Islamabad                    -                The profit of State Bank of Pakistan (SBP) has declined by almost 95 percent to Rs13 billion during FY 2018-19, while the total debt and liabilities during 15 months from July 2018 to September 2019 by Rs11.61 trillion, the government fiscal policy statement 2019-20 said.

The fiscal policy statement 2019-20 further said that the growth witnessed in total expenditure was lower than last year primarily due to decrease in development expenditure which reduced by around 25 percent during FY 2018-19 on the back of reduction in Public Sector Development Program (PSDP) spending both at Federal and Provincial level.

Since mark-up earned on government debt represents major portion of SBP earnings the transfer of SBP profits implies partial reimbursement of interest payments. However, SBP incurred significant exchange rate losses on its external liabilities, resulted in steep decline in SBP profits during FY 2018-19, the government fiscal policy statement 2019-20 said.

SBP profits remained the most important source for the government as it contributed on an average 30 percent in non-tax revenue during FY 2013-14 to FY 2017-18. However, during FY 2018-19 SBP profits declined by almost 95 percent to stand at Rs13 billion.

In addition to SBP profits, the decline in PSDP spending for two consecutive years (which involves government’s lending to public sector institutions) tend to lower mark-up payments from PSEs. The cumulative decline in revenue from these sources more than offset the higher collection from royalties on gas and oil discount retained on crude oil and other levies. The increase in these revenues mainly attributable to rise in rupee value of crude oil.

Regarding the total expenditure, the report said that the Government’s total expenditure is the aggregate of two major components: current expenditure and development expenditure. The consolidated government expenditure registered a growth of 11 percent during FY 2018-19 and stood at Rs 8,345 billion. The growth witnessed in total expenditure was lower than last year primarily due to decrease in development expenditure. which reduced by around 25 percent during FY 2018-19 on the back of reduction in Public Sector Development Program (PSDP) spending both at Federal and Provincial level. The decline in PSDP was witnessed in two consecutive years which was primarily attributed to establishment of interim government, which suspended PSDP releases during the last quarter of FY 2017-18. However in FY 2018-19 the decline was spread throughout the year. The aim was to curtail current expenditure in order to enhance development spending. Although. This trend reversed as the government borrowed Rs4.11 trillion to finance budget deficit in 15 months.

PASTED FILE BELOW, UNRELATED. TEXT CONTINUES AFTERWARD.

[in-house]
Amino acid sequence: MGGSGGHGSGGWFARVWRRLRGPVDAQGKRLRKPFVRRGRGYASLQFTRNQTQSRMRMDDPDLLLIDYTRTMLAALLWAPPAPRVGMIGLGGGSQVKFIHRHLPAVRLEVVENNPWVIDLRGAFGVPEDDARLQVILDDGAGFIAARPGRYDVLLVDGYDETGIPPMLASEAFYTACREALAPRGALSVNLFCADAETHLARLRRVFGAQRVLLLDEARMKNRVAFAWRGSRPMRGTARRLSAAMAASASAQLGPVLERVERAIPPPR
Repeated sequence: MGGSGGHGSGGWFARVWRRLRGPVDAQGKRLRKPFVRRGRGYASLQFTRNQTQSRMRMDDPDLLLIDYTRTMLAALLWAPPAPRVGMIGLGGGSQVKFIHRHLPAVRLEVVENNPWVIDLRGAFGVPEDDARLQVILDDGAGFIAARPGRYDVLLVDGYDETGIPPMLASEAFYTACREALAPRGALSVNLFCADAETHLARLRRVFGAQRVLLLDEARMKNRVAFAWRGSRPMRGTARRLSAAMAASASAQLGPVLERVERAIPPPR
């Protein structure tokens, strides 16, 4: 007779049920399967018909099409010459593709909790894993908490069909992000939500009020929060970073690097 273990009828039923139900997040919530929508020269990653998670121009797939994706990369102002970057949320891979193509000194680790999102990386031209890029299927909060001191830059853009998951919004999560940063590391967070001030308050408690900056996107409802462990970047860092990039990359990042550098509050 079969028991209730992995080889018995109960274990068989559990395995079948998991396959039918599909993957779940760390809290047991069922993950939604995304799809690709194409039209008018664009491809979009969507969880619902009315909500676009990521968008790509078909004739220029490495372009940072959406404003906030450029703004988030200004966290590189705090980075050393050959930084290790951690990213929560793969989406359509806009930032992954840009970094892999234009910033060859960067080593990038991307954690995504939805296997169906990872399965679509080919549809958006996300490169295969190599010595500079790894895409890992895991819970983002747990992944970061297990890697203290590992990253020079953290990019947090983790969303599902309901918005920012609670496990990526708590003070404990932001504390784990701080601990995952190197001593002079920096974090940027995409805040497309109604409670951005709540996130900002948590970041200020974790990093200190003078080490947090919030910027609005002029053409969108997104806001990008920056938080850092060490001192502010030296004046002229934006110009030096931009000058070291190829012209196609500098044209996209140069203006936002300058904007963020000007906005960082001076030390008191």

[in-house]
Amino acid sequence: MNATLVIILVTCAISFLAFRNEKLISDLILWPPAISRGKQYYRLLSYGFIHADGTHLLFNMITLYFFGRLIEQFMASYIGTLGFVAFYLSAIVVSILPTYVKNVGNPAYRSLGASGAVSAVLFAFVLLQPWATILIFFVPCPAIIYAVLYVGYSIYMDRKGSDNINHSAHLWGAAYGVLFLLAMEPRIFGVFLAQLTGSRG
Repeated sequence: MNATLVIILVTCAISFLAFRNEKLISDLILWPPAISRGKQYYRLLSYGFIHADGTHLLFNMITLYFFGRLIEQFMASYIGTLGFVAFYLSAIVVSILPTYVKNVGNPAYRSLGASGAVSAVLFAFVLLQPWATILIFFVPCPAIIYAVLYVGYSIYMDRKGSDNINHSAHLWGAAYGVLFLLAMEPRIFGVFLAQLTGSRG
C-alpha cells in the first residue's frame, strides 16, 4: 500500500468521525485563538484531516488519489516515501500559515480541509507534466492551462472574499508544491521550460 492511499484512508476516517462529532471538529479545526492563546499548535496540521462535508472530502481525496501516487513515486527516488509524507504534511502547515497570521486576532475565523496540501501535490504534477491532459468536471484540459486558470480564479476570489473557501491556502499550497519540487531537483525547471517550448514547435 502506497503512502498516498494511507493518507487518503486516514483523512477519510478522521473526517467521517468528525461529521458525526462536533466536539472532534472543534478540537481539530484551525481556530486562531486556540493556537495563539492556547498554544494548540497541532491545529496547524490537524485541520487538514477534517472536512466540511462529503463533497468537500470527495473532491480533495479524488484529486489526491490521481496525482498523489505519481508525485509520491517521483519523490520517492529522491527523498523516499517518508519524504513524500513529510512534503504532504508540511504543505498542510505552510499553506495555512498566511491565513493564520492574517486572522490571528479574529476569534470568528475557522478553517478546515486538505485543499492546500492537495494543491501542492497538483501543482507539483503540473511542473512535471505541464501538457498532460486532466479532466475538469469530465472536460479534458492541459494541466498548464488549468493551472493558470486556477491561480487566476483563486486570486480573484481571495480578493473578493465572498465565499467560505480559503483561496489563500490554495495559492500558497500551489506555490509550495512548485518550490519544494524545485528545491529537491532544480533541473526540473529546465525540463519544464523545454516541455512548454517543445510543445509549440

Meanwhile a statement issued by the spokesman of the Finance Division said that the Ministry of Finance and Revenue has presented the Debt Policy Statement and Fiscal Policy Statement before the National Assembly which cover the 15-month period including FY 2018-19 and first quarter of FY 2019-20 and contain all factual information with respect to debt and fiscal performance over the stated period.

Talking about the increase in total Debt and liabilities by Rs 11.61 trillion the Ministry of Finance said that the Government borrowed only Rs4.11 trillion to finance its budget deficit.

The figure of Total Debt and Liabilities consists of the following five components, Total Public Debt, Public Sector Entities’ (PSE) Debt, Debt for Commodity Operations, Foreign Exchange Liabilities of SBP, Private Sector’s External Debt. Out of the total increase of Rs 11.61 trillion in Total Debt and Liabilities during Jul 2018 - Sep 2019, Rs 3.54 trillion (31% of the increase) is due to currency depreciation which is a consequence of the misplaced exchange-rate, industrial, and trade policies of the previous government that led to large and unsustainable current account deficits and ultimately to sharp exchange rate adjustment;

Similarly Rs3.13 trillion (27% of the increase) is on account of cash balances and SBP’s foreign exchange liabilities. It should not be interpreted as Debt because it is offset by cash balances of government and liquid assets of SBP.

The spokesman said that Rs4.11 trillion (35% of the increase) has been borrowed for financing of fiscal deficit, Rs 0.47 trillion (4% of the increase) has been borrowed by PSEs for spending on their financing needs, Rs 0.08 trillion (-1% of the increase) has been retired on account of commodity operations which is a welcome development, Rs 0.25 trillion (2% of the increase) is due to accounting adjustment due to difference in realized value and face value of long-term bonds issued during this period, Rs0.18 trillion (2% of the increase) has been borrowed by private sector from external sources which is a healthy sign indicating private sector’s capacity to borrow from abroad for domestic investments.